Sustainability is an ecological concept that refers to a system's ability to maintain itself and remain productive. An ecosystem is the complete set of living and nonliving components of a particular area. Ecosystems can remain relatively constant for long periods, or they can change rapidly. An ecosystem that changes rapidly transforms into a completely different type of environment, with different members, different energy flow, and different productivity. Though this happens all the time in nature, human societies frequently find this abrupt change of living conditions disturbing and difficult to live with. Sustainability has come to refer to attempts to maintain environmental conditions that will allow humans to live and thrive long into the future. It is a key component of modern environmental planning.
For much of human history, people have not given much thought to their impact on the environment. Humans have moved into new areas, killed animals for food, and transformed the landscape with agriculture. This has always caused changes to ecosystems, many of which never again function as they did before humans arrived. Thousands of animal species have gone extinct due to human hunting and building. Soils and waters everywhere have been transformed.
All living organisms affect their local environments. Any kind of animal can transform a landscape. However, humans have made so many changes so fast that other natural evolutionary processes cannot keep up.
Until the early 2000s, this human impact on environment was not thought by many people to be a problem. Much of Earth's land was uninhabited by humans, so people could move into new areas when the areas in which they lived became crowded or land became unproductive. Societies have occasionally collapsed due to environmental devastation, but people have always carried on.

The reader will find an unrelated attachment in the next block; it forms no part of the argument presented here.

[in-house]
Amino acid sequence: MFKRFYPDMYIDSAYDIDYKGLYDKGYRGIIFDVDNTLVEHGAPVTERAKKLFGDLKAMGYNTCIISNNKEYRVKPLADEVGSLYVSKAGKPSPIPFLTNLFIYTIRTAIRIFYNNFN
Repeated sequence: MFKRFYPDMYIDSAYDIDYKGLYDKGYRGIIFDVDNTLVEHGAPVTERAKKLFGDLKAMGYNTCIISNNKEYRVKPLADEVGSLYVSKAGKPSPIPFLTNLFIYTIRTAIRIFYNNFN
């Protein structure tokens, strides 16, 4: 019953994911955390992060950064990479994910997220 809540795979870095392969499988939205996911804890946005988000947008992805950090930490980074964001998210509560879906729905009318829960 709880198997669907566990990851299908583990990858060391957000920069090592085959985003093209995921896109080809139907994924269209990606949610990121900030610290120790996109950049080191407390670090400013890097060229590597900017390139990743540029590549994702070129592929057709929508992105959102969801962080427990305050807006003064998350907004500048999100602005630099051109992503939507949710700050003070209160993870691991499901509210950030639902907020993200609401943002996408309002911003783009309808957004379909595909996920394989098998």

In the late twentieth century, however, environmentalists and ecologists realized that human actions on nature were proceeding so rapidly and with so much power that Earth's living systems were being changed radically. Humans depend on natural systems for all aspects of life. Plants are the main source of oxygen in air. Freshwater is essential for human existence. Soil is necessary for agriculture. All of these necessities are the result of naturally functioning ecosystems. Ruining those ecosystems—through pollution, consumption of fossil fuels, habitat destruction, and introduction of non-native species—could lead to large-scale collapses.
Sustainability is thought to be the answer to runaway development and rapid population growth. Traditional development has focused on human economics and society, while ignoring environmental costs. Sustainable development considers the environment as an important component of all planning. It assumes that the environment is just as significant as economics and social desires. Sustainable growth is meant to allow people to live well and to continue to improve their lives, without using up irreplaceable resources and causing so much environmental destruction that humans themselves are harmed.
There are various approaches to sustainability. The U.S. Environmental Protection Agency (EPA) has outlined several aspects of sustainability. Key elements include a focus on clean energy, clean automobile technology, improved air quality, energy-efficient building, clean water, and attention to the health of ecosystems. International and local organizations everywhere are addressing the same concerns.
Whether any of this will help is open to question. Some experts believe that the human population (over 7.1 billion as of 2014) is already beyond Earth's carrying capacity, an ecological measurement of how many organisms can live in an ecosystem. Biodiversity has dropped and continues to fall. Air and water quality have both changed drastically since humans began using fossil fuels such as coal and petroleum. Sustainability may require significant changes in how humans live, with drastically reduced consumption.